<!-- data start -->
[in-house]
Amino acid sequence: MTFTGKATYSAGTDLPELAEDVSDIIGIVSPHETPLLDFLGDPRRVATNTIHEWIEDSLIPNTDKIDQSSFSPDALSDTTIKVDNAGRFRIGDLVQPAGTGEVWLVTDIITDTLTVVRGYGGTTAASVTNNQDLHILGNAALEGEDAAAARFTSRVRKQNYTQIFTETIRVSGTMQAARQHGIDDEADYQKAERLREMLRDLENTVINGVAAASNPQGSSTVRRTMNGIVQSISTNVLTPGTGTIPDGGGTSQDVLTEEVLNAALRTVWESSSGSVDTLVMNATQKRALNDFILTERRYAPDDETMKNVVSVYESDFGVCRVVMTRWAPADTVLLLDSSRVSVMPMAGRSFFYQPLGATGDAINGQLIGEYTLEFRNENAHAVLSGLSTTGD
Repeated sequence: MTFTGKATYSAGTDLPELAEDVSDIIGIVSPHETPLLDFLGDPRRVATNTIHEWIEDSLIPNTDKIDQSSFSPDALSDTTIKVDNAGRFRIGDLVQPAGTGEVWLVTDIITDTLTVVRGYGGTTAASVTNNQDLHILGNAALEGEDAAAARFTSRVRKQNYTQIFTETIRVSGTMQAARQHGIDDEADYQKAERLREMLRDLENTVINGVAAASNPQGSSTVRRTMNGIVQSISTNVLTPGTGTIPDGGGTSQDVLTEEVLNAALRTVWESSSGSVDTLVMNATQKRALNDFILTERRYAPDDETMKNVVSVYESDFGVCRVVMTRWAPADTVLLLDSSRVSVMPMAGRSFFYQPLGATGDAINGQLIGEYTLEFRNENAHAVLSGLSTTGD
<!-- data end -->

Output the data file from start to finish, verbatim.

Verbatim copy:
[in-house]
Amino acid sequence: MTFTGKATYSAGTDLPELAEDVSDIIGIVSPHETPLLDFLGDPRRVATNTIHEWIEDSLIPNTDKIDQSSFSPDALSDTTIKVDNAGRFRIGDLVQPAGTGEVWLVTDIITDTLTVVRGYGGTTAASVTNNQDLHILGNAALEGEDAAAARFTSRVRKQNYTQIFTETIRVSGTMQAARQHGIDDEADYQKAERLREMLRDLENTVINGVAAASNPQGSSTVRRTMNGIVQSISTNVLTPGTGTIPDGGGTSQDVLTEEVLNAALRTVWESSSGSVDTLVMNATQKRALNDFILTERRYAPDDETMKNVVSVYESDFGVCRVVMTRWAPADTVLLLDSSRVSVMPMAGRSFFYQPLGATGDAINGQLIGEYTLEFRNENAHAVLSGLSTTGD
Repeated sequence: MTFTGKATYSAGTDLPELAEDVSDIIGIVSPHETPLLDFLGDPRRVATNTIHEWIEDSLIPNTDKIDQSSFSPDALSDTTIKVDNAGRFRIGDLVQPAGTGEVWLVTDIITDTLTVVRGYGGTTAASVTNNQDLHILGNAALEGEDAAAARFTSRVRKQNYTQIFTETIRVSGTMQAARQHGIDDEADYQKAERLREMLRDLENTVINGVAAASNPQGSSTVRRTMNGIVQSISTNVLTPGTGTIPDGGGTSQDVLTEEVLNAALRTVWESSSGSVDTLVMNATQKRALNDFILTERRYAPDDETMKNVVSVYESDFGVCRVVMTRWAPADTVLLLDSSRVSVMPMAGRSFFYQPLGATGDAINGQLIGEYTLEFRNENAHAVLSGLSTTGD